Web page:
by Mariah Perkins
I can’t yell at my dog, which has taught me that maybe I could have kids one day because they will have faces. Round cheeks, round jawlines, thick hair—everywhere. They will be like me, their mother. And I will see them. I will see them and think about the time I had a dog, and how I could never hit her. For as many times, as I reeled my arm back, punching air with my elbow, my knuckles have never kissed fur or flesh, just walls or pillows, sometimes.
I think I am doing okay this week, with my anger, considering the amount of times I’ve taken the ring off—six—and put it back on again. I tell him it is because I can’t sleep with it on, or I forgot it on the counter while washing dishes. But, I take it off because it itches. It itches like sunburn, or like giving up on our plans to elope. I do not yell, at him or the dog, just take my ring off.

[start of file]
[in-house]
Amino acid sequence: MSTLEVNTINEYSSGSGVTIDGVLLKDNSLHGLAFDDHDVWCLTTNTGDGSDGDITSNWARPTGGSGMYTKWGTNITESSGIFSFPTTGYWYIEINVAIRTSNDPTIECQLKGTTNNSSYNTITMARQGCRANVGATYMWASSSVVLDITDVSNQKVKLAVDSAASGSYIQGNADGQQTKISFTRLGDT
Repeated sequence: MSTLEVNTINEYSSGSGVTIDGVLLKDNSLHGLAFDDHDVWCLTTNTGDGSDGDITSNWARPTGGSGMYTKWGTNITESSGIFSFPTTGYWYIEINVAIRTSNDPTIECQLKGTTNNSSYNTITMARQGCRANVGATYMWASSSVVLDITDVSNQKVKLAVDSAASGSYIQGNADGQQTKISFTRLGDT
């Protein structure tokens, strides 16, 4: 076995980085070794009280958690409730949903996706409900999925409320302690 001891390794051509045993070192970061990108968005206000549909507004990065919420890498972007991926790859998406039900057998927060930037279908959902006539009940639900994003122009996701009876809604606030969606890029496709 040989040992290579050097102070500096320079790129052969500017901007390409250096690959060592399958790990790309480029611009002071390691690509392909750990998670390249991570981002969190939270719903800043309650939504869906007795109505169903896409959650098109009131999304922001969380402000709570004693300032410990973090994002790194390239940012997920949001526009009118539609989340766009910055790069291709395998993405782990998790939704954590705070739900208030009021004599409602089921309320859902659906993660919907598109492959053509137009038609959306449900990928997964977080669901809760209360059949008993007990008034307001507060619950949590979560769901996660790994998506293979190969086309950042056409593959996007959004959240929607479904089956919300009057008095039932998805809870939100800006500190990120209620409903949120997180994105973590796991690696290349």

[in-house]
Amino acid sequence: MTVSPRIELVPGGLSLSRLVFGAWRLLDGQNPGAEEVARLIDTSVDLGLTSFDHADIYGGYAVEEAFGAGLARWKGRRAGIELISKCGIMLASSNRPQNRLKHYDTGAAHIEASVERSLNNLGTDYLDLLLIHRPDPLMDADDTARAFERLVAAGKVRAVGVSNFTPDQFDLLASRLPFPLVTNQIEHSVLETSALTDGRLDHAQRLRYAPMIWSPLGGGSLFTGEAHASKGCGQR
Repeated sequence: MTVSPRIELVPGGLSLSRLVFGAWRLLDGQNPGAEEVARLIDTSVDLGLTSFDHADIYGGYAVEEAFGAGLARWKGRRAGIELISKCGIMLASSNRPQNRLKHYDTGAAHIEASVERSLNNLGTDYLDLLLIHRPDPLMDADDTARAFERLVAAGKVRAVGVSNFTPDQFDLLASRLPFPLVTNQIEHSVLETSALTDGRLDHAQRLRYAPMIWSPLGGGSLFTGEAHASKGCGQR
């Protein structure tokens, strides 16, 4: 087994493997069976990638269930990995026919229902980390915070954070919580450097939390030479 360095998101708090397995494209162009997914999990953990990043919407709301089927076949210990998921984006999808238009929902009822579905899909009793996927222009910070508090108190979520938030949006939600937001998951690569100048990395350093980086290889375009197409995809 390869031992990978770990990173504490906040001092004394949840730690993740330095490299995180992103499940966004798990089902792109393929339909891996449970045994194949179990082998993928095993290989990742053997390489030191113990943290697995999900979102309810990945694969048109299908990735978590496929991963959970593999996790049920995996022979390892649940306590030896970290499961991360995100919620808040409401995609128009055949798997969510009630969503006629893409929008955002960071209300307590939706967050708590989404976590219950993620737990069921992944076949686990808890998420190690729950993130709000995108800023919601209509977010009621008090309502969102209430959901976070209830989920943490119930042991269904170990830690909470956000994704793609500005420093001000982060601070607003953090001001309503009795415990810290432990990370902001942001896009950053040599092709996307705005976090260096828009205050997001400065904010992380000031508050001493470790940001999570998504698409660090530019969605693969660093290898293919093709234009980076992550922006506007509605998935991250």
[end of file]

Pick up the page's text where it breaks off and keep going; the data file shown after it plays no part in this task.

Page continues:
At the end of the week, I fall asleep thinking about his sister who dreamt I was pregnant. So, I hold my stomach with my ringless hand in the shower the next morning. I forget to put it on before leaving the house that day. This is the true forgetting. The kind of forgetting like a song lyric on the tip of your tongue or leaving the house without your wallet. This is the kind of forgetting that makes me remember that I am still here without it.
Mariah Perkins is a middle school teacher from Grand Rapids, Michigan. She is a recent MFA graduate of Wichita State University where she proudly served as co-editor-in-chief of Mikrokosmos and mojo. Her work appears in Lunch Ticket, fugue, bluestem, and others. You can also listen to her work on WYCE’s Electric Poetry.